Professional training or train yourself? - Page 3 - The Horse Forum

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post #21 of 31 Old 11-06-2008, 01:36 PM
Zab
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Quote:
Originally Posted by iridehorses View Post
While it's true that we all need to start somewhere, there are some animals that are better suited for that learning curve and I don't believe that the horse is a good subject for that. A non-pro does not have the time to devote and the horse is just the wrong animal for on/off training. It's terribly important for a horse in particular to have a solid foundation for an owner to build on.
I'm not sure if you mean a horse in general, or ''that'' horse... to me it sounds like a horse in general, so I'm sorry if I got it wrong.
What animals should s/he start with then? If you have the experience of riding and know your dicipline well, you can't really do anything more to prepare for training a horse yourself, can you? You can't be a pro immediatly.
So.. what do you mean?


Always keep your head up, but be careful to keep your nose at a friendly level.


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post #22 of 31 Old 11-06-2008, 04:07 PM
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Zab that is a great idea, seriously I mean you'll actually learn how to keep training the horse after the trainer is no longer needed and it will help keep up the training much better if the both of you learn together!

Don't talk to me when I'm riding you'll ruin my buzz!
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post #23 of 31 Old 11-06-2008, 04:16 PM
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I think this is a personality issue...

Not to sound egotistical but I have all the know-how to train my own horses...BUT I don't. Why? Because I am not patient...and my goals are focused on competition wins. So basically I don't have the time to spend years training my own...when I can send my young ones to a trainer and keep campaigning my old guys in the meanwhile.

Some people LOVE to train their own horses...my mom is one of them. I don't. I don't think that makes me bad or anything...I just prefer to "finish" a horse not start one.
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post #24 of 31 Old 11-06-2008, 04:31 PM
Zab
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Zappasowner: Of course it's a good idea, it's so tpical the little middle-thing land of Sweden to have middle-thing ideas so it must be per...wait..oh my, I got a good idea! XD
^__^ Well, it worked fine even if I don't know anything about this dicipline yet, it was only slow.. so :)


Always keep your head up, but be careful to keep your nose at a friendly level.


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post #25 of 31 Old 11-06-2008, 04:54 PM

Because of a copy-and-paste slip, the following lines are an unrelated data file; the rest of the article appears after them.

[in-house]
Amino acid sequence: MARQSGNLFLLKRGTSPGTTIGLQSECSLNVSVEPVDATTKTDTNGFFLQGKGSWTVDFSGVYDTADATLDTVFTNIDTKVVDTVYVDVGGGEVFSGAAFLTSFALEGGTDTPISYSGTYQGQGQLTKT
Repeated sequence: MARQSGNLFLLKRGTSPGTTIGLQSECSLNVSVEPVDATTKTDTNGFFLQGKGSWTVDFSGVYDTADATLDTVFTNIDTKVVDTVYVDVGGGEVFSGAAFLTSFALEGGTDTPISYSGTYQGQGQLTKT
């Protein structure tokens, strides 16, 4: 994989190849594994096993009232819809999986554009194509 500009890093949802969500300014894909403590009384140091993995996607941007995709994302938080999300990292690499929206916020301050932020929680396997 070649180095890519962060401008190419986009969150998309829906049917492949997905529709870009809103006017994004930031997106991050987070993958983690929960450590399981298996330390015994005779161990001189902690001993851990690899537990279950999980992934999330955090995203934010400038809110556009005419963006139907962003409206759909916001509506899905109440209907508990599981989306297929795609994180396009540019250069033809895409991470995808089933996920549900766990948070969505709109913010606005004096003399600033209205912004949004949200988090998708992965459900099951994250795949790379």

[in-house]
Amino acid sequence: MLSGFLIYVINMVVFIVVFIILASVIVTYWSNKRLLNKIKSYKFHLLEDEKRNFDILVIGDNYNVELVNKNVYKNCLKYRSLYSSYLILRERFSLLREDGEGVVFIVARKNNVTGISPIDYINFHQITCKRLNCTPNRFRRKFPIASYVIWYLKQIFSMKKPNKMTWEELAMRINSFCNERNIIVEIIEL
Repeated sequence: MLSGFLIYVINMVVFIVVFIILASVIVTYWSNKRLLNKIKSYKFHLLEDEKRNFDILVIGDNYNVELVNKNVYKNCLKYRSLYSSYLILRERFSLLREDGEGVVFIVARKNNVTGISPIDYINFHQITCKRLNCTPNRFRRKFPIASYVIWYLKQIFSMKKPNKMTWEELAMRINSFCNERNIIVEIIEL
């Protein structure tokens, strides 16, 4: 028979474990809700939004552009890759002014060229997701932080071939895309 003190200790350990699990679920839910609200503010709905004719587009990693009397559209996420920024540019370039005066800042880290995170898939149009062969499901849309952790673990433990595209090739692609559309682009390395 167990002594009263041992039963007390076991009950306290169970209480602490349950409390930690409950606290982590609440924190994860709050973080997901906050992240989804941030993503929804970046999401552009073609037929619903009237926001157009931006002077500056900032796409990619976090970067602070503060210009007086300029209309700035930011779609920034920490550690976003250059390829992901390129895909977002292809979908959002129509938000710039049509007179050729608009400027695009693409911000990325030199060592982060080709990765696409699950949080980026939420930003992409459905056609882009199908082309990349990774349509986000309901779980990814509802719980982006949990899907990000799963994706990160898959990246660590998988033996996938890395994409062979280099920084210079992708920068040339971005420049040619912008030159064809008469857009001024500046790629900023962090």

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Zap, I was referring to horses in general. Some horses are easy and willing, needing only direction but as a whole (all of horsedom) they need to be taught.

A good student is not necessarily a good teacher. So a good rider is not necessarily a good trainer. Starting a young horse is very different then teaching collection, or a reining stop, or even how to rate a cow. I was suggesting that the OP may want to put a good foundation on their horse before taking over the training.

I'm not arguing with you, I'm just explaining why I'm right.

Nothing sucks more than that moment during an argument when you realize you're wrong.


It's not always what you say but what they hear.
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post #26 of 31 Old 11-06-2008, 05:14 PM
Zab
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Ok then.
But if you want to train a horse from scratch, you have to start somewhere.. you don't magically upgrade from a rider to a pro.. Some horse must be the first one you train yourself.


Always keep your head up, but be careful to keep your nose at a friendly level.


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post #27 of 31 Old 11-06-2008, 05:48 PM
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True, but that is why there are apprentices.

I'm not arguing with you, I'm just explaining why I'm right.

Nothing sucks more than that moment during an argument when you realize you're wrong.


It's not always what you say but what they hear.
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post #28 of 31 Old 11-06-2008, 05:57 PM
Zab
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I don't know that word? >_>;


Always keep your head up, but be careful to keep your nose at a friendly level.


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post #29 of 31 Old 11-06-2008, 06:31 PM
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An apprentice is someone who works as a student under a professional to learn a trade until they are skilled enough to be able to work on their own.

I'm not arguing with you, I'm just explaining why I'm right.

Nothing sucks more than that moment during an argument when you realize you're wrong.


It's not always what you say but what they hear.
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post #30 of 31 Old 11-06-2008, 06:32 PM
Zab
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Fair enough, thanks for the explanation. :)


Always keep your head up, but be careful to keep your nose at a friendly level.


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